The only way that swing is coming down is if it takes half of the ceiling with it.

Keep in mind that using eye-bolts requires access to the attic so that you can tighten the bolt from the top. If you do not have attic access, you are better off with the hanging kit that I linked to that uses screw-in eye bolts.

How High Should a Porch Swing Be From the Ground?

There is a standard of comfort for hanging swings, usually between 17 to 19 inches (43 to 48cm). Also, allow 3 to 4 feet (90cm-1m)of space at the front and back. Allow at least 2 feet (69 cm) of space on either side. 

Leaving space will prevent the porch swing from colliding with other objects or scraping the ground. 

Find the Joists

To locate your joists, you will have to remove some of the ceiling’s trim and paneling. Choose the place you want your swing to hang from before performing any other step.

Next, measure the depth of each joist to decide whether you’ll need to add additional structural wood or not.

  • A 2x8 joist is seven and ¼ inches tall (18.4 cm)
  • A 2x6 joist is five and ½ inches tall (13.9 cm)

Once measured, you can drill a hole on the joist you want to use. Do the drilling on each side of the joist if you are going to use a hanger kit.

Steps to Hang Your Porch Swing

The classic swing structure comes with two main chains pre-installed and hooks or hangers. If that is the case, install the ceiling hooks to your joists and attach the swing chains. 

If yours did not come with a pre-installed hook and chains, you would have to install them yourself. 

To properly install your porch swing, you can follow these steps:

  1. Install the hangers. The ceiling hooks need to be placed 2 to 4 inches (5 to 10 cm) wider than the swing’s width. By doing this, you will avoid the swing’s chains rubbing against each other. Secure the hangers to the structure before attaching the swing to it. 
  2. Attach the swing chains. secure each end of the long chains to the front mounting point, then attach the shorter chains to the swing
  3. Hang the swing. Hook the long chains to the hangers, and make sure they are correctly secured. 

If you want a visual guide of every step you need to follow to install your porch swing, you can watch this video: 

How to Hang a Porch Swing through Vinyl | Ask This Old House

Note: Most porch swings can hold up to 550lb (250 kg). Avoid putting more weight on your porch swing if you don’t want any accidents. 

Choosing the Best Porch Swing for You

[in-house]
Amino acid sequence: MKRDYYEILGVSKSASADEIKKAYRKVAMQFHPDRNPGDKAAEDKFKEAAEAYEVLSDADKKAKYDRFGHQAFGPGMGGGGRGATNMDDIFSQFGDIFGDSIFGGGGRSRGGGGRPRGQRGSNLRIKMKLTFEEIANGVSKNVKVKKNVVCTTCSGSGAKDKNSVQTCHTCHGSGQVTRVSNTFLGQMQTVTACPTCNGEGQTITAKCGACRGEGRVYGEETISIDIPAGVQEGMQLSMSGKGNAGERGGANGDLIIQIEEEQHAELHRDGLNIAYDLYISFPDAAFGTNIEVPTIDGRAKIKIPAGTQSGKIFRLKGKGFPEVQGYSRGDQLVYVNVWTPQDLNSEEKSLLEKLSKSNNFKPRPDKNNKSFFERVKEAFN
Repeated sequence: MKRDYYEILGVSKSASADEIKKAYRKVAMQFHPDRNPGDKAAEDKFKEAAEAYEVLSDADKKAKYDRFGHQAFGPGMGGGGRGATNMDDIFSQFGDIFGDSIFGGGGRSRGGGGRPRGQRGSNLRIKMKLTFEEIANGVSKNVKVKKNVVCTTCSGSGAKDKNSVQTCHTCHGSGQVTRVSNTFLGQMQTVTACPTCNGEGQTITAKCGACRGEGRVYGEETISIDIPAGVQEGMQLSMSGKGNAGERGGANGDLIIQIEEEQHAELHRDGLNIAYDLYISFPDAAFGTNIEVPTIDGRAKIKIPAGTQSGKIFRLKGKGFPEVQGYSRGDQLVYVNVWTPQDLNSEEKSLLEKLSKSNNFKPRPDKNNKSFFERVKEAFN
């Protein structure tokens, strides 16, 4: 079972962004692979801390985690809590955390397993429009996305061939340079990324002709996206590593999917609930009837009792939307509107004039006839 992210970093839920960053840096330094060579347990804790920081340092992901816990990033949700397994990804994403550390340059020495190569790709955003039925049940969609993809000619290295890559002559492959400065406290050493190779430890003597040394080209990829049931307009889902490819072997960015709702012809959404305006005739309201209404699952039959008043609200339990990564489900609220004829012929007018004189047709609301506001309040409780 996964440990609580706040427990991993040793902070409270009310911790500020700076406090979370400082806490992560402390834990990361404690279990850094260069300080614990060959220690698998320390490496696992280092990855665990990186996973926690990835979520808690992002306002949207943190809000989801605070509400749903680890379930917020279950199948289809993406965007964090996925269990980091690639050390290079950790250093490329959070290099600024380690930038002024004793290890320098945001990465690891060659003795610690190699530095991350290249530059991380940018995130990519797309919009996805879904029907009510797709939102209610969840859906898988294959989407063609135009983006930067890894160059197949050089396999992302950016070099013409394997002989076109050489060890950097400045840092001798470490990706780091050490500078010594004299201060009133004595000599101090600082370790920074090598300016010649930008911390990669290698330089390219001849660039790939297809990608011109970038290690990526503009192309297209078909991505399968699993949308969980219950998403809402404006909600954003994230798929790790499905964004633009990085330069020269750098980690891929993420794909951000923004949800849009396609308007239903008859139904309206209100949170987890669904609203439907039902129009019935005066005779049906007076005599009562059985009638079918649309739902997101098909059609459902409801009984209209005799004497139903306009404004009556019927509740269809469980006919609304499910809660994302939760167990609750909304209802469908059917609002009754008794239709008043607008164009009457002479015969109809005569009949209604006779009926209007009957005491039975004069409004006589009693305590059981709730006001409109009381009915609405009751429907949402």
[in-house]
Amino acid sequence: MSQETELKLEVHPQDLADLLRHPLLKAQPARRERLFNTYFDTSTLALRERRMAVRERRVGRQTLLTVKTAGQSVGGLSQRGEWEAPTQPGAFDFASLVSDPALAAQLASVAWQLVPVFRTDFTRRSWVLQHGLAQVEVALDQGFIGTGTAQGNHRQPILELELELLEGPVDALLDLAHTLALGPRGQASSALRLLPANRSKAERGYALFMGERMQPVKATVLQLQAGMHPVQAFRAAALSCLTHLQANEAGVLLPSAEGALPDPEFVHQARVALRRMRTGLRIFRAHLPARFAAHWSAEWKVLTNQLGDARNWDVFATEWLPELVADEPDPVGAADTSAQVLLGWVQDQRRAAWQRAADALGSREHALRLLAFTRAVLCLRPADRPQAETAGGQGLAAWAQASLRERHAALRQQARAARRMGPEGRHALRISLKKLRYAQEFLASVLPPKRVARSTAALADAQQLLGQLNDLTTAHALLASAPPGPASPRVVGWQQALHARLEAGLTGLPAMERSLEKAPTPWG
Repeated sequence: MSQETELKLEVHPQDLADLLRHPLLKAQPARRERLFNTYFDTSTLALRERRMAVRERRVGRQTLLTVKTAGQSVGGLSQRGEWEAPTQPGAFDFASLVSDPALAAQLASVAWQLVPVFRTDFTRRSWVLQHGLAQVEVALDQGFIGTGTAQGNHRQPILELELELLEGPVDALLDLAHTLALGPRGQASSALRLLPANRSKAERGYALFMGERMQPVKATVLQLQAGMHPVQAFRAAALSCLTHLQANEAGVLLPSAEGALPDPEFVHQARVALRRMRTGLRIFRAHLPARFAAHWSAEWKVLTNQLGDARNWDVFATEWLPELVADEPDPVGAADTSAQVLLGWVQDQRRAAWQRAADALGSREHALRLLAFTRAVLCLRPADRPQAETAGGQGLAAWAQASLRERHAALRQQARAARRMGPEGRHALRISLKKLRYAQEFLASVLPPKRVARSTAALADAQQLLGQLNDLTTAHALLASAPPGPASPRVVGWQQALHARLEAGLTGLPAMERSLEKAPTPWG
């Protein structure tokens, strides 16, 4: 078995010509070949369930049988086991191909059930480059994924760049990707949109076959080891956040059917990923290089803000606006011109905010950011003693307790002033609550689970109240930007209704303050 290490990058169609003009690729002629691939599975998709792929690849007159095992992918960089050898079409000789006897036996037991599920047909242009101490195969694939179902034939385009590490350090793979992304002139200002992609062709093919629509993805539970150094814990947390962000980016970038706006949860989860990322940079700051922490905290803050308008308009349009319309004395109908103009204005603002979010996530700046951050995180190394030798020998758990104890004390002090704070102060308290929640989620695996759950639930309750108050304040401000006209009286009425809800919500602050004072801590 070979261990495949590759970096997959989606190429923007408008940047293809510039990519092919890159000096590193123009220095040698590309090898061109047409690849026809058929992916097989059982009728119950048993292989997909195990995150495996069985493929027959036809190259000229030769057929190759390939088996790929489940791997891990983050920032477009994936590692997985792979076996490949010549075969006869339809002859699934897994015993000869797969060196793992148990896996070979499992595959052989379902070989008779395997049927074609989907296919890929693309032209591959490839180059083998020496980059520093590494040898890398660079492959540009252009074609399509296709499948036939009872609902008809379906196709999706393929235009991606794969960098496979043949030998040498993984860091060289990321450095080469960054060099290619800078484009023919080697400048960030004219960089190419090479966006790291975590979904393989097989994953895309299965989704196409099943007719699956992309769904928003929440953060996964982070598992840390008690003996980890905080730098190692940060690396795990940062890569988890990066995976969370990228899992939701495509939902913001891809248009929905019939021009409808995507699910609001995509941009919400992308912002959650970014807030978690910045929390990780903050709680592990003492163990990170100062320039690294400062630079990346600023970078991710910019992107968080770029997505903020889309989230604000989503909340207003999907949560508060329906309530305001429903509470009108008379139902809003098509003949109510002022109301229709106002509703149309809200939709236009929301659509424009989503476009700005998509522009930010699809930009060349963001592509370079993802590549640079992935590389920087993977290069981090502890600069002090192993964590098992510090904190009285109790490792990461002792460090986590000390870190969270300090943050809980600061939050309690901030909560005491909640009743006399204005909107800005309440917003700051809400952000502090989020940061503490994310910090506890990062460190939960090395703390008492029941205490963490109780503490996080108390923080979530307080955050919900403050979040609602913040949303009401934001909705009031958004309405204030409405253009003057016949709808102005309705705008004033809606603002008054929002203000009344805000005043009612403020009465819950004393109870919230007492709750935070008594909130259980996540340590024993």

You can find porches made of wicker, metal, and wood, and they can come in a diverse variety of colors. Most porch swings are 4 or 5 feet (1-1.5m) in width.

So, make sure you choose a comfortable one that perfectly fits your outdoor decoration. The following options may be good options (links to Amazon):

Is There an Alternative if I Don’t Have a Porch?

The answer is yes. If you want a swing but you do not have a porch, you can invest in one that comes with a free-standing frame. If you do so, you won’t need to hang it from anywhere, and you’ll be able to place your swing wherever you’d like. 

If you want to get a porch swing that does not require hanging, you can check out these options (links to Amazon):

Conclusion

Overall, you can hang a porch swing from a 2x6 joist if the swing is for two people. However, you will have better results if you have access to a 2x8 joist. 

Always remember to use the right materials to install your porch swing. If you are going to use a hanger kit or eyebolts, choose stainless steel. 

Finally, porch swings are a great addition to your outdoor experience, so be careful to choose the right one for you. Go for comfort rather than looks. However, many options have a mix of both, so there’s no need to compromise.

Paul

As a homeowner, I am constantly experimenting with making the structure of my house more energy-efficient, eliminating pests, and taking on DIY home improvement projects. Over the past two decades, my family has rehabbed houses and contracted new home builds and I've learned a lot along the way. I share my hard-learned lessons so that you can save time and money by not repeating my mistakes.